But I myself use no treatments, relying on entirely natural practices, such as moving crops around all the time, using floating row covers to protect against flea beetles which are a nuisance early in the season (eating holes in the arugula, for example). We have learned to see this as a marketing opportunity, labelling it “Holey Arugula”! We rely on help too from birds, ladybugs, praying mantis, etc. Interplanting with calendula, nasturtium is beneficial. Only in extremes (heat, cold, wet, dry, strong wind) when plants get stressed do we experience problems, like aphids moving in, blight on tomatoes. We ride out these extremes. We may suffer a poor harvest or crop failure, but we get over it!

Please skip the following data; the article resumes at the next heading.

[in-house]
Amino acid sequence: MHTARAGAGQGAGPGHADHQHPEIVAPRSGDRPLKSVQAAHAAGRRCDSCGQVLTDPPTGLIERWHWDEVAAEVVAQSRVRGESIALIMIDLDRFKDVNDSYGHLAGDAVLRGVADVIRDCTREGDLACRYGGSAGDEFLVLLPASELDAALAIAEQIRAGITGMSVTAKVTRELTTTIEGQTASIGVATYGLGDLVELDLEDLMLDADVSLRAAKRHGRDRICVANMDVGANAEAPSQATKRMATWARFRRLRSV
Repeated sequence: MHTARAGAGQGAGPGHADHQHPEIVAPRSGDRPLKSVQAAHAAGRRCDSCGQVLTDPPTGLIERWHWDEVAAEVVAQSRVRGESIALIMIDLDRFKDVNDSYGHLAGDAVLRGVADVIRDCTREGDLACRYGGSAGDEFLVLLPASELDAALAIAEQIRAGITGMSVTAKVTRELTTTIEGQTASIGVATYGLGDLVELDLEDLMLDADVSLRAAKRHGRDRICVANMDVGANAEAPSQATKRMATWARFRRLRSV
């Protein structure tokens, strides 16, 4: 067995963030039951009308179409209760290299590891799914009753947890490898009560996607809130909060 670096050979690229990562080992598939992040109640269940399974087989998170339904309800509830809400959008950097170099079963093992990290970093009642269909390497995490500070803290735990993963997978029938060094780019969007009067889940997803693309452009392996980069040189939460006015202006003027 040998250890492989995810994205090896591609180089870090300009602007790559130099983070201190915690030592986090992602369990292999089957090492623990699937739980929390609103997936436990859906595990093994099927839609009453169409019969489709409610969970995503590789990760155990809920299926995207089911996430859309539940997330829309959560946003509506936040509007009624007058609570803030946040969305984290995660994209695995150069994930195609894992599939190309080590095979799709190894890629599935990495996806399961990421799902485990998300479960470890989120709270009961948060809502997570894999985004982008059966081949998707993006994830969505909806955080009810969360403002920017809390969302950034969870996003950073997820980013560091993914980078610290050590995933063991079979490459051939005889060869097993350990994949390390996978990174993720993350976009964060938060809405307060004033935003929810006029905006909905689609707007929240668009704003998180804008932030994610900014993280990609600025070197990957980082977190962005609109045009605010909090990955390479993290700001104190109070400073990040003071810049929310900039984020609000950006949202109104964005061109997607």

We focus on building a healthy environment for the soil. Then healthy harvests take care of themselves. A mineral and nutrient-rich soil fends off disease, just as a strong immune system keeps our bodies in good health.  

Which markets do you service?
We sell our produce at Evergreen Brickworks in the Don Valley on Saturdays, Riverdale Park in Cabbagetown on Tuesdays farmers markets in Toronto, at a few Toronto restaurants through a friend and colleague who also works the markets with me, and  at a few local restaurants in our locality. This combination is enough to make a healthy livelihood for a small farm.  

How do customers respond to certified organic?